MARGARET BRENNAN:  So if a teacher has concerns or health issues, what happens to their job?

CHANCELLOR FEREBEE: So we’re currently working through that with the Washington Teachers Union. We have provided a operations handbook to our bargaining units here in the District of Columbia with D.C. public schools to guide our thinking and also to provide the details on the cleaning protocols, the procedures for arrival and dismissal, how we will respond to a covid-19 case and our building, and how disaffecting will occur throughout the building and throughout the day. And so all of that is spelled out. And we continue to be in conversation with the local teachers union to address any concerns they have related to safety.

MARGARET BRENNAN:  From what I understand, Mayor Bowser, who is the mayor here in the District of Columbia, has decided that term one and that’s August thirty first through November 6th, will all be virtual. Not in person. But when it comes to doing this, virtually there are a lot of challenges, including access to a working Internet and Wi-Fi. How do you overcome that, particularly for children whose parents can’t afford spending more or don’t have the ability to access the Internet?

CHANCELLOR FEREBEE: We provide students with devices and we connect them to the Internet. And we’ve been assessing our students access to a device over the summer.

And along with that, we’ve also been accessing Internet access. So as of right now, we’ve heard from about twenty thousand students and families and about half of them say they have a device and they have a device that will operate our platforms in. About 20 percent have indicated that they need support with Internet connectivity. So we’ll provide support with LTE devices and also give them access to broadband, high speed Internet. We believe that this is our way of closing the digital divide.

MARGARET BRENNAN:  So the challenges that you had with that quick shut down when the virus first surged in the spring, will all those problems be fixed by the time you go back to in-person learning?

CHANCELLOR FEREBEE: So in the spring, we distributed devices, but on March 15, we made a decision to close school for a period of time. We didn’t know how long. And the hope was that we were coming back to school. And once it became clearer that this was going to be an extended period of time, we started to distribute devices and we distributed approximately ten thousand devices, about four thousand hotspots for Internet access in the spring. And students have been able to utilize those devices over the summer as well and carry them with them into the 20-21 school year.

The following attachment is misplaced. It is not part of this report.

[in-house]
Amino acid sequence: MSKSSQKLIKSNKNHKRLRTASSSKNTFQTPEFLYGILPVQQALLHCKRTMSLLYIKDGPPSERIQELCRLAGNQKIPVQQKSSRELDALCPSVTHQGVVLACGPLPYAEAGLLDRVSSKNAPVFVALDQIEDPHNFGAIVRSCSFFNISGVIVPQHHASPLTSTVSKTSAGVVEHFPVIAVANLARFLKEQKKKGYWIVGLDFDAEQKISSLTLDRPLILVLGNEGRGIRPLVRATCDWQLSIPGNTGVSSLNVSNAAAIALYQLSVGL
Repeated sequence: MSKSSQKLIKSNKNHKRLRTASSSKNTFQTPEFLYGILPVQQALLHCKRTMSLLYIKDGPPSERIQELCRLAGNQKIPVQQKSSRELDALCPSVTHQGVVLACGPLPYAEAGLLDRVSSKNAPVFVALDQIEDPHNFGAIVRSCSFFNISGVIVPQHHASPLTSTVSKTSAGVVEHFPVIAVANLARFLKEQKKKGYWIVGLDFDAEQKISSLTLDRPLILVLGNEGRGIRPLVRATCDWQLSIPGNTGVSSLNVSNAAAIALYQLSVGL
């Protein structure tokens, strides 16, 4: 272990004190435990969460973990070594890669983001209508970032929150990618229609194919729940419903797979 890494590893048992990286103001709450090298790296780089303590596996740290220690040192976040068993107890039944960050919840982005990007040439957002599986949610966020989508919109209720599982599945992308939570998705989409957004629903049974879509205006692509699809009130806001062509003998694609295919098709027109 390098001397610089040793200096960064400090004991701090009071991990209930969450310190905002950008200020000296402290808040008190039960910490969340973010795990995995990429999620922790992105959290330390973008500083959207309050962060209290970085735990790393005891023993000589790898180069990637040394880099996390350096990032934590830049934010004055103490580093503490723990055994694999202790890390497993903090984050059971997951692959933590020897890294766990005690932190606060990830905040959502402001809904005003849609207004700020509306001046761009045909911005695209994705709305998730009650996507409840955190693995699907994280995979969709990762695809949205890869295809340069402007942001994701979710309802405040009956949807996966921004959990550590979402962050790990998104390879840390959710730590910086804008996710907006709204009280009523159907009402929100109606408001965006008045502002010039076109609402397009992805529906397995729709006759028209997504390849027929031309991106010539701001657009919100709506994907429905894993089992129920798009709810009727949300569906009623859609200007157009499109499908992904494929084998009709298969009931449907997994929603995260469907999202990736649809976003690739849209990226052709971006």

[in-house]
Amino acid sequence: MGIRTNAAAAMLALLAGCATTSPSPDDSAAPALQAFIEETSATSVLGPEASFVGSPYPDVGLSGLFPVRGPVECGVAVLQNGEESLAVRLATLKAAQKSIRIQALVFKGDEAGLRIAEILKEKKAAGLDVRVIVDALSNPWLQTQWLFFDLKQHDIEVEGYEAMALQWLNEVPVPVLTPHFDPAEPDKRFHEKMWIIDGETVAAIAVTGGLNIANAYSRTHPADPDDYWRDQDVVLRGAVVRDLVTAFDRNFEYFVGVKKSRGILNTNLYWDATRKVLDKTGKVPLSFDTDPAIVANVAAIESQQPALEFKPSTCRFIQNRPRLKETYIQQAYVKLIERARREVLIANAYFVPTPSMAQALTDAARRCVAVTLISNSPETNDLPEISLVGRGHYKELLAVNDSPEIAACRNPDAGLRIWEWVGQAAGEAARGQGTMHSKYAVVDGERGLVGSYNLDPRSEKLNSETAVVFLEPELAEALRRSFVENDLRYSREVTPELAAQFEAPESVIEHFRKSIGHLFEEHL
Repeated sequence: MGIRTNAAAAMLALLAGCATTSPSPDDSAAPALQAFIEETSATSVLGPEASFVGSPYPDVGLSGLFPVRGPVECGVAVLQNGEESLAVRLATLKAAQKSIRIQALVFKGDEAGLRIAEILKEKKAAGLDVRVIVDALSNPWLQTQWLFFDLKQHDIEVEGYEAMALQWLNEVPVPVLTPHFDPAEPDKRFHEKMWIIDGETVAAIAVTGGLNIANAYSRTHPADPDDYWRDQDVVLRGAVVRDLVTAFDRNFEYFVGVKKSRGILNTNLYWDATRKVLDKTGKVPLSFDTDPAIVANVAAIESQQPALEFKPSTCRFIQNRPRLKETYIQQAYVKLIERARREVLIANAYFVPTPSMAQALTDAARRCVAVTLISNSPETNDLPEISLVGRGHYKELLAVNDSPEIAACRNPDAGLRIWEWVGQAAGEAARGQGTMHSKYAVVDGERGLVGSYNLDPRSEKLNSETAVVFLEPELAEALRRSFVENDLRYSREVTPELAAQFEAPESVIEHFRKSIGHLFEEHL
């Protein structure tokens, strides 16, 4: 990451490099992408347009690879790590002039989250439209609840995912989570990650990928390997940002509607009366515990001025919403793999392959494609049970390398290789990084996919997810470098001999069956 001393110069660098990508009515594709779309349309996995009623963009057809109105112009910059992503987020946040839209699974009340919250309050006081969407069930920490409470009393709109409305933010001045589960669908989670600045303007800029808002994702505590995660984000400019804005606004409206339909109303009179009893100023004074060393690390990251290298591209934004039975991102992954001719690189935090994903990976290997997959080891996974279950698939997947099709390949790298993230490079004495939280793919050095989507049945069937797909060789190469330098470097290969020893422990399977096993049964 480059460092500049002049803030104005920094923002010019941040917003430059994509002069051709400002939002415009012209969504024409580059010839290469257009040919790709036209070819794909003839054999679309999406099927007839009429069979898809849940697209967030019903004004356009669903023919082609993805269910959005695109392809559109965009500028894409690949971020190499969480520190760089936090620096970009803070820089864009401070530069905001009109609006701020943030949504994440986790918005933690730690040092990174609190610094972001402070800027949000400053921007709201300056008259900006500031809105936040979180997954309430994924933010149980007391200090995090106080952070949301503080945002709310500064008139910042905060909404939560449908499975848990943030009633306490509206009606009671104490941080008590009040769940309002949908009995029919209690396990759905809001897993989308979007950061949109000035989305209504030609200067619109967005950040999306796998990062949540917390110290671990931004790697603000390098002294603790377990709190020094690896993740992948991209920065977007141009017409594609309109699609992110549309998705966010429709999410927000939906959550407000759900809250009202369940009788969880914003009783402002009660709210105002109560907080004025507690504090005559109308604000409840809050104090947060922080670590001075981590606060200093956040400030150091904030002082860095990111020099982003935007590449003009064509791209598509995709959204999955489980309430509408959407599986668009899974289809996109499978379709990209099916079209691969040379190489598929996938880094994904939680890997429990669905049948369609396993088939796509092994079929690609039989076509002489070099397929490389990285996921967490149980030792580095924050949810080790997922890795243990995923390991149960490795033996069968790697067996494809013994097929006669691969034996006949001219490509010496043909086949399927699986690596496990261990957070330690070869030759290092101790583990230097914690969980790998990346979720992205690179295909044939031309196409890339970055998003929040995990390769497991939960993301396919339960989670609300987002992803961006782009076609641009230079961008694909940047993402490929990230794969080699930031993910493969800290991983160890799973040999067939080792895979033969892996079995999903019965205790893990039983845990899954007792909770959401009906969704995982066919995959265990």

MARGARET BRENNAN:  Even for some of those families, even these the help that you were providing is still a challenge, particularly if there’s a language barrier. What do you do for children who are trying to learn at home and learn virtually whose parents don’t speak English, for example?

CHANCELLOR FEREBEE: So we again, we learned a lot from the spring and we took a lot of feedback and input to help drive our improvement efforts over the summer to prepare for the 2020 for the school year. Translation was one of these that were called out and we purchased some additional software that allows us to translate content also to build out a team that can also help our educators with translation to ensure that they’re getting content out inappropriate languages to our students, our families. So we anticipate a much better run with that particular challenge as we prepare for the 20-21 school year.

MARGARET BRENNAN:  Even with all the efforts you’re making is the bottom line here just that there is going to be a lag, that there will be a cost to this shutdown, to this pandemic for our children.

CHANCELLOR FEREBEE: Our goal is always to to minimize any loss of learning and also to be supportive of students and their social emotional health needs.

And so from a health perspective, we know that vaccinations are down and we are supporting families. We’re getting that done. And that can be done through our school buildings in partnership with D.C. health mental health support. We’ve been providing a number of opportunities for students over the summer to talk to an adult, to talk about some of the trauma they may have experienced and will go into the school year with similar approaches. And academically, I think the first thing we want to do and do it well is understand where students are academically, what they have have not mastered for many of our students in grades three, six and nine or start with a a jumpstart to the school year will called Summer Bridge, which will be two weeks before school starts and then school starts, will also administer assessments to understand where students are intervene accordingly. And we’re prepared to have robust interventions throughout the 20-21 year.

MARGARET BRENNAN:  You recently surveyed families in this in the nation’s capital about their school preference, and 52 percent of families showed a preference for in-person learning instead of virtual. So what is going to determine whether you go back to in-person learning or we heard from families is there’s a desire to have choice.